Just the Facts: Sources and Uses of Public Education Dollars

Published December 1, 2002

Total expenditures on U.S. K-12 public education and other related programs in the 1999-2000 school year were $381.9 billion, up an impressive $26.1 billion, or 7.3 percent, from 1998-99. Total revenues for the same period were 97.6 percent of total expenditures, or $9.0 billion lower at $372.9 billion. Current expenditures, the most common way of reporting public school expenditures, were 84.8 percent of total expenditures, or $58.1 billion lower at $323.8 billion. Total expenditures per student in 1999-2000 were up $504 from 1998-99 to $8,151, or 6.6 percent higher.

Where the Money Comes From

Almost half (49.5 percent) of the $372.9 billion in revenues came from state sources. Another 43.2 percent came from local and intermediate sources, with the federal government providing just 7.3 percent, or $27.1 billion.

Among states with more than one school district, the state share of revenues varied from just 29.1 percent in Nevada to 73.6 percent in Vermont and 71.5 percent in New Mexico. Just two years earlier, the state share of revenues in Vermont was less than 30 percent. Federal revenues ranged from 3.9 percent in New Jersey to 15.4 percent in Alaska.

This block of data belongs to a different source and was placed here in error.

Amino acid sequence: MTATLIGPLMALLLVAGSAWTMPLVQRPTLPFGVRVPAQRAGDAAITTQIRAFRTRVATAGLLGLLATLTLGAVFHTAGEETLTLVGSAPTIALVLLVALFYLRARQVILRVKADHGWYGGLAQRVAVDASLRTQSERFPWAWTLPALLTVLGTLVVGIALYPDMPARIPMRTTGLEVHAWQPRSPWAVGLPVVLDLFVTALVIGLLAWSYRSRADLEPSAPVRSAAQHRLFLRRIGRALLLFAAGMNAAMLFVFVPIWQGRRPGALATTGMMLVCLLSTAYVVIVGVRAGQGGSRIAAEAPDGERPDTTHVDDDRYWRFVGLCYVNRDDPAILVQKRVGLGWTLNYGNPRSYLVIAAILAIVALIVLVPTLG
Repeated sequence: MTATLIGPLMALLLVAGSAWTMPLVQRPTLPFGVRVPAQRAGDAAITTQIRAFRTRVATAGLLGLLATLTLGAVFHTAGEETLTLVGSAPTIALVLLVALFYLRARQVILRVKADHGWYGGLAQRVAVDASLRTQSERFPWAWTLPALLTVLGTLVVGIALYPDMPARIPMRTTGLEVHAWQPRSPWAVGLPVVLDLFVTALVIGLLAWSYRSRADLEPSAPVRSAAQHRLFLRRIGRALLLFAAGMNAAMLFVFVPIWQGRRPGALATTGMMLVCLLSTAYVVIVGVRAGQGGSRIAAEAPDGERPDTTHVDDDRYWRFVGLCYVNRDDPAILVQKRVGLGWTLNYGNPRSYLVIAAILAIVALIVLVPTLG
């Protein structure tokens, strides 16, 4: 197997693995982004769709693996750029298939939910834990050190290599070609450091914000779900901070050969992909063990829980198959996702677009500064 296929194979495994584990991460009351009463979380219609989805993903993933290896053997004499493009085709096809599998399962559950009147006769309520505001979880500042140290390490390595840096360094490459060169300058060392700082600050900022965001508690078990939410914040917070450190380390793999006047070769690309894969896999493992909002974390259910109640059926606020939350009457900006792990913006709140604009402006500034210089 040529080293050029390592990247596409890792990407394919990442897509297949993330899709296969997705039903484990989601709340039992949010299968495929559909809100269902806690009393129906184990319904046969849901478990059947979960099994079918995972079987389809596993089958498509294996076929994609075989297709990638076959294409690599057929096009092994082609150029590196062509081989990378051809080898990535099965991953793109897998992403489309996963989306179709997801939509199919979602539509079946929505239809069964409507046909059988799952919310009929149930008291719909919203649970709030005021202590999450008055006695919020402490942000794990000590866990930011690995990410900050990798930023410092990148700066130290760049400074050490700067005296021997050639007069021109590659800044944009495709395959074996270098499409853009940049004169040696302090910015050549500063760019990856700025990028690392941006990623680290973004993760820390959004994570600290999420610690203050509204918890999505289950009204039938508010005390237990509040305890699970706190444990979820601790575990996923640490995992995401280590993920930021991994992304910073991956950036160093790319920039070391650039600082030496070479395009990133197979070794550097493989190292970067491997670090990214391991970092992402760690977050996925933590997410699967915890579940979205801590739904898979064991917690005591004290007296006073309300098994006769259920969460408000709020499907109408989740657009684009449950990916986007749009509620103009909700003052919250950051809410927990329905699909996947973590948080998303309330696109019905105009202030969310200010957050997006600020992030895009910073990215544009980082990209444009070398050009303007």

Where the Money Goes

Of the $381.9 billion in total expenditures, the vast majority (84.8 percent) went to current expenditures for school operations, with the current expenditure dollar going roughly two-thirds to instruction and one-third to support services. Just 2.4 percent of total expenditures went to debt service, with another 9.3 percent going for facility construction/renovation and another 2.1 percent for replacement equipment.

As a share of total expenditures, the following variations are seen at the state level: current expenditures, from 72.3 percent in Arizona to 95.7 percent in Rhode Island; facility construction/renovation, from 0.6 percent in Rhode Island to 18.6 percent in Arizona; debt service, from 0.6 percent in West Virginia to 6.9 percent in Indiana.

For more information …

see the accompanying table.

Also see the National Center for Education Statistics, Statistics in Brief May 2002, Revenues and Expenditures for Public Elementary and Secondary Education: School Year 1999-2000 http://nces.ed.gov/pubs2002/2002367.pdf